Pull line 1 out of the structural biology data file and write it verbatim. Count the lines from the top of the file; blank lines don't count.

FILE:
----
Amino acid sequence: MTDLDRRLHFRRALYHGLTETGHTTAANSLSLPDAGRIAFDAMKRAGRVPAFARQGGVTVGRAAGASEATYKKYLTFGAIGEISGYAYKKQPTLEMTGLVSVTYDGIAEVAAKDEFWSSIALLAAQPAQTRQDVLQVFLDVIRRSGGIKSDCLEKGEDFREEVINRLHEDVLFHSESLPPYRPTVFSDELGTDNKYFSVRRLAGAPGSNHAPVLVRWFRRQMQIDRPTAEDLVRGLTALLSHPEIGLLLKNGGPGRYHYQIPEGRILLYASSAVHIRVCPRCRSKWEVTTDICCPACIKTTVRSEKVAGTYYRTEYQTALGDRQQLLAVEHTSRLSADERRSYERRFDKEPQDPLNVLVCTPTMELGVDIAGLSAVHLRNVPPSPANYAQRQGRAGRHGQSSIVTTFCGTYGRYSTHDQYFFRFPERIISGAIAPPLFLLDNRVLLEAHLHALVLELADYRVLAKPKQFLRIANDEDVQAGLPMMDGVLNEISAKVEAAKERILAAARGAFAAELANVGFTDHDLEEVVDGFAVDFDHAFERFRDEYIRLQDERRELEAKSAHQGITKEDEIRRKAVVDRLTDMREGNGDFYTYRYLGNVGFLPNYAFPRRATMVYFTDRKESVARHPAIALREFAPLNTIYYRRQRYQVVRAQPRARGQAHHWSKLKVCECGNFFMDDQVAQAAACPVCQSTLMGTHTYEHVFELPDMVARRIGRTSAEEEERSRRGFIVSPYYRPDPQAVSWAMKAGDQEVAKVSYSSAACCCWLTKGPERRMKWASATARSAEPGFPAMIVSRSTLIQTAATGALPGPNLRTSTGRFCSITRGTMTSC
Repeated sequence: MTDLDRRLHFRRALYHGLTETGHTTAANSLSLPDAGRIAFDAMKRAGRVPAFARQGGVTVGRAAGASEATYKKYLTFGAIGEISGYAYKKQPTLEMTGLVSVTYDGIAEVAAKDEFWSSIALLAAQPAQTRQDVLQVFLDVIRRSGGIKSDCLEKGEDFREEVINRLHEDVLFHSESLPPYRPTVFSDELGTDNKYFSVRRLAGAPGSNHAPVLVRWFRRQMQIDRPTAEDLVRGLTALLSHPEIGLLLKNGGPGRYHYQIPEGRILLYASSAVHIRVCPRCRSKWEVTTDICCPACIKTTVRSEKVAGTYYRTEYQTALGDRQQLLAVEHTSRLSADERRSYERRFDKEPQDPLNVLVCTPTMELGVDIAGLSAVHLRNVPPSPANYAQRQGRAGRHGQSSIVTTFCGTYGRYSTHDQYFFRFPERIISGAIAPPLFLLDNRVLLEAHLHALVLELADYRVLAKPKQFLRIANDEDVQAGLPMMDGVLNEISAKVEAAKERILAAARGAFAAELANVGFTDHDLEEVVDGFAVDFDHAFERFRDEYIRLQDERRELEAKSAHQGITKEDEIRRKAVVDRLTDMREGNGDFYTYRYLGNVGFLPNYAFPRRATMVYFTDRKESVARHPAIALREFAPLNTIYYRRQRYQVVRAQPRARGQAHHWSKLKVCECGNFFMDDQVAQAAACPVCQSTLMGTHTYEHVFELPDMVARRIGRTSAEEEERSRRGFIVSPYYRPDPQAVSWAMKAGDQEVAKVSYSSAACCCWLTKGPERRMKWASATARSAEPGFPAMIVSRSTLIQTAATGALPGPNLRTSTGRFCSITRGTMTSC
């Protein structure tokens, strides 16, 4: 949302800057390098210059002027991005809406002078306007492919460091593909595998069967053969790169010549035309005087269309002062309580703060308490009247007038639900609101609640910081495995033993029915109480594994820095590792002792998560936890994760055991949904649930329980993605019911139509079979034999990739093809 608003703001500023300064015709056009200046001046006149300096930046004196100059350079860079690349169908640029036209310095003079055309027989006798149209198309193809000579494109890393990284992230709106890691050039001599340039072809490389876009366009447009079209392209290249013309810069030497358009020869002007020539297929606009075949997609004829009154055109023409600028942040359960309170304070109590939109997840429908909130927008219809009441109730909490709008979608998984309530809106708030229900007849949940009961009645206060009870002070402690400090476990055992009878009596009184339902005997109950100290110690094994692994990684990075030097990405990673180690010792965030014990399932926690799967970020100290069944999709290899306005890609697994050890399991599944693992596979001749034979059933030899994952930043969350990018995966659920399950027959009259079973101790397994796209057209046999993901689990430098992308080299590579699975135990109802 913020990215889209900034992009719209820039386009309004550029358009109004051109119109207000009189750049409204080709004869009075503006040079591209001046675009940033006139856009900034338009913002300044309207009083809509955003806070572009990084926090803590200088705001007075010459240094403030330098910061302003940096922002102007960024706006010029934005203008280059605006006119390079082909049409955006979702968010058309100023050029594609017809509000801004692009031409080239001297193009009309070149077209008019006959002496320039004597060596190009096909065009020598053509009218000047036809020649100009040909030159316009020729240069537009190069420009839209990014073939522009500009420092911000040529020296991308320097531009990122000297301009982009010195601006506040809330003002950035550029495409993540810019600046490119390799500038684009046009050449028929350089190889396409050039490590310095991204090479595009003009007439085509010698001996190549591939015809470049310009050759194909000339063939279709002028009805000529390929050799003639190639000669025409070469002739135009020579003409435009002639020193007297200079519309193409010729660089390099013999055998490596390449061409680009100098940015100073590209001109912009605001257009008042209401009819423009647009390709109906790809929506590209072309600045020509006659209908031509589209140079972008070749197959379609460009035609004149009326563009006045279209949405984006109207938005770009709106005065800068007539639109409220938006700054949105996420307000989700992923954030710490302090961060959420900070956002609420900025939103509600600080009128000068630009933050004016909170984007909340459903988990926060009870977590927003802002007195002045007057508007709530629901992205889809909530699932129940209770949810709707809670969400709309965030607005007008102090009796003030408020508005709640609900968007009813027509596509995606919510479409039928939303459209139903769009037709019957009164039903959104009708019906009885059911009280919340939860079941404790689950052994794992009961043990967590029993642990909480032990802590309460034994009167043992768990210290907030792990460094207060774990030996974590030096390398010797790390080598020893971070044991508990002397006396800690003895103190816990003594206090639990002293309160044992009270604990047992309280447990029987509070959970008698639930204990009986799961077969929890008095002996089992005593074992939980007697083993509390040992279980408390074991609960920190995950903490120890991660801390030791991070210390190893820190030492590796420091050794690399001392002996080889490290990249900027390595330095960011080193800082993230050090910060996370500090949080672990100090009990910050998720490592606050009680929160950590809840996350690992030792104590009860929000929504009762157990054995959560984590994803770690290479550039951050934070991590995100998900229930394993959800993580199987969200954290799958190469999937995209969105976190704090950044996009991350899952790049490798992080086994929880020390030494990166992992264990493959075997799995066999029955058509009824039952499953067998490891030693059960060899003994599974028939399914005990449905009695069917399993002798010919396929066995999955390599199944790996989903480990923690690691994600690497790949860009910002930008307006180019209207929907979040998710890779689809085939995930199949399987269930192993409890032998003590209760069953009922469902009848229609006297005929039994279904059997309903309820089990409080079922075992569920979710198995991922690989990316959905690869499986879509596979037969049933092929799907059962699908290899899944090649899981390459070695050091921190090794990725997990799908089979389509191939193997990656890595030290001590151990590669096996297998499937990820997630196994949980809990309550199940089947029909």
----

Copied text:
Amino acid sequence: MTDLDRRLHFRRALYHGLTETGHTTAANSLSLPDAGRIAFDAMKRAGRVPAFARQGGVTVGRAAGASEATYKKYLTFGAIGEISGYAYKKQPTLEMTGLVSVTYDGIAEVAAKDEFWSSIALLAAQPAQTRQDVLQVFLDVIRRSGGIKSDCLEKGEDFREEVINRLHEDVLFHSESLPPYRPTVFSDELGTDNKYFSVRRLAGAPGSNHAPVLVRWFRRQMQIDRPTAEDLVRGLTALLSHPEIGLLLKNGGPGRYHYQIPEGRILLYASSAVHIRVCPRCRSKWEVTTDICCPACIKTTVRSEKVAGTYYRTEYQTALGDRQQLLAVEHTSRLSADERRSYERRFDKEPQDPLNVLVCTPTMELGVDIAGLSAVHLRNVPPSPANYAQRQGRAGRHGQSSIVTTFCGTYGRYSTHDQYFFRFPERIISGAIAPPLFLLDNRVLLEAHLHALVLELADYRVLAKPKQFLRIANDEDVQAGLPMMDGVLNEISAKVEAAKERILAAARGAFAAELANVGFTDHDLEEVVDGFAVDFDHAFERFRDEYIRLQDERRELEAKSAHQGITKEDEIRRKAVVDRLTDMREGNGDFYTYRYLGNVGFLPNYAFPRRATMVYFTDRKESVARHPAIALREFAPLNTIYYRRQRYQVVRAQPRARGQAHHWSKLKVCECGNFFMDDQVAQAAACPVCQSTLMGTHTYEHVFELPDMVARRIGRTSAEEEERSRRGFIVSPYYRPDPQAVSWAMKAGDQEVAKVSYSSAACCCWLTKGPERRMKWASATARSAEPGFPAMIVSRSTLIQTAATGALPGPNLRTSTGRFCSITRGTMTSC